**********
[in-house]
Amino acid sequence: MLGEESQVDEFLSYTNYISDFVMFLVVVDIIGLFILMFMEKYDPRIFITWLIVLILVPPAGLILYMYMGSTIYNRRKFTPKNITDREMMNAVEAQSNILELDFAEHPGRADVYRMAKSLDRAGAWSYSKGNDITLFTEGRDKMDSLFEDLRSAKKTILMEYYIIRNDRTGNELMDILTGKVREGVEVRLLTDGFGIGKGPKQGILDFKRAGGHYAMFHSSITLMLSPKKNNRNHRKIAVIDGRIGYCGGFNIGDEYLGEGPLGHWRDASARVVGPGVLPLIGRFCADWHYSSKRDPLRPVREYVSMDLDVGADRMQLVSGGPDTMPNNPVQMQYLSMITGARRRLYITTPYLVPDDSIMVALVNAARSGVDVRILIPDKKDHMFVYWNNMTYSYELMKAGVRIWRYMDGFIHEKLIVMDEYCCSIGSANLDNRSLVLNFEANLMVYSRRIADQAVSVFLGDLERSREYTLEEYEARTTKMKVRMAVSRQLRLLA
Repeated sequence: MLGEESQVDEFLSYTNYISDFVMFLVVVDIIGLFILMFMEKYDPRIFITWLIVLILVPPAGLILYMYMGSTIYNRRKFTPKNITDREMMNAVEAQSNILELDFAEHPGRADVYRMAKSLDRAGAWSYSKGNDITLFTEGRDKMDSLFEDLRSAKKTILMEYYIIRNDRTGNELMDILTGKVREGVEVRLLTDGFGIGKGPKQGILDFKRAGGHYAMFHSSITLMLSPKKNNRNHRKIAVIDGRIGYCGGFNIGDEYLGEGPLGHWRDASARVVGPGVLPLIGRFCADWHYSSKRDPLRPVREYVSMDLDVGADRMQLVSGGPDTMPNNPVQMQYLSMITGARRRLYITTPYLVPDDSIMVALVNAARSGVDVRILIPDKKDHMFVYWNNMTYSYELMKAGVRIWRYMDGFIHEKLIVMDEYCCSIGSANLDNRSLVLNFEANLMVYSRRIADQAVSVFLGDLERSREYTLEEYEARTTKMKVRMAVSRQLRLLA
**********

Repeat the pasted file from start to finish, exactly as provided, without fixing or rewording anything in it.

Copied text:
[in-house]
Amino acid sequence: MLGEESQVDEFLSYTNYISDFVMFLVVVDIIGLFILMFMEKYDPRIFITWLIVLILVPPAGLILYMYMGSTIYNRRKFTPKNITDREMMNAVEAQSNILELDFAEHPGRADVYRMAKSLDRAGAWSYSKGNDITLFTEGRDKMDSLFEDLRSAKKTILMEYYIIRNDRTGNELMDILTGKVREGVEVRLLTDGFGIGKGPKQGILDFKRAGGHYAMFHSSITLMLSPKKNNRNHRKIAVIDGRIGYCGGFNIGDEYLGEGPLGHWRDASARVVGPGVLPLIGRFCADWHYSSKRDPLRPVREYVSMDLDVGADRMQLVSGGPDTMPNNPVQMQYLSMITGARRRLYITTPYLVPDDSIMVALVNAARSGVDVRILIPDKKDHMFVYWNNMTYSYELMKAGVRIWRYMDGFIHEKLIVMDEYCCSIGSANLDNRSLVLNFEANLMVYSRRIADQAVSVFLGDLERSREYTLEEYEARTTKMKVRMAVSRQLRLLA
Repeated sequence: MLGEESQVDEFLSYTNYISDFVMFLVVVDIIGLFILMFMEKYDPRIFITWLIVLILVPPAGLILYMYMGSTIYNRRKFTPKNITDREMMNAVEAQSNILELDFAEHPGRADVYRMAKSLDRAGAWSYSKGNDITLFTEGRDKMDSLFEDLRSAKKTILMEYYIIRNDRTGNELMDILTGKVREGVEVRLLTDGFGIGKGPKQGILDFKRAGGHYAMFHSSITLMLSPKKNNRNHRKIAVIDGRIGYCGGFNIGDEYLGEGPLGHWRDASARVVGPGVLPLIGRFCADWHYSSKRDPLRPVREYVSMDLDVGADRMQLVSGGPDTMPNNPVQMQYLSMITGARRRLYITTPYLVPDDSIMVALVNAARSGVDVRILIPDKKDHMFVYWNNMTYSYELMKAGVRIWRYMDGFIHEKLIVMDEYCCSIGSANLDNRSLVLNFEANLMVYSRRIADQAVSVFLGDLERSREYTLEEYEARTTKMKVRMAVSRQLRLLA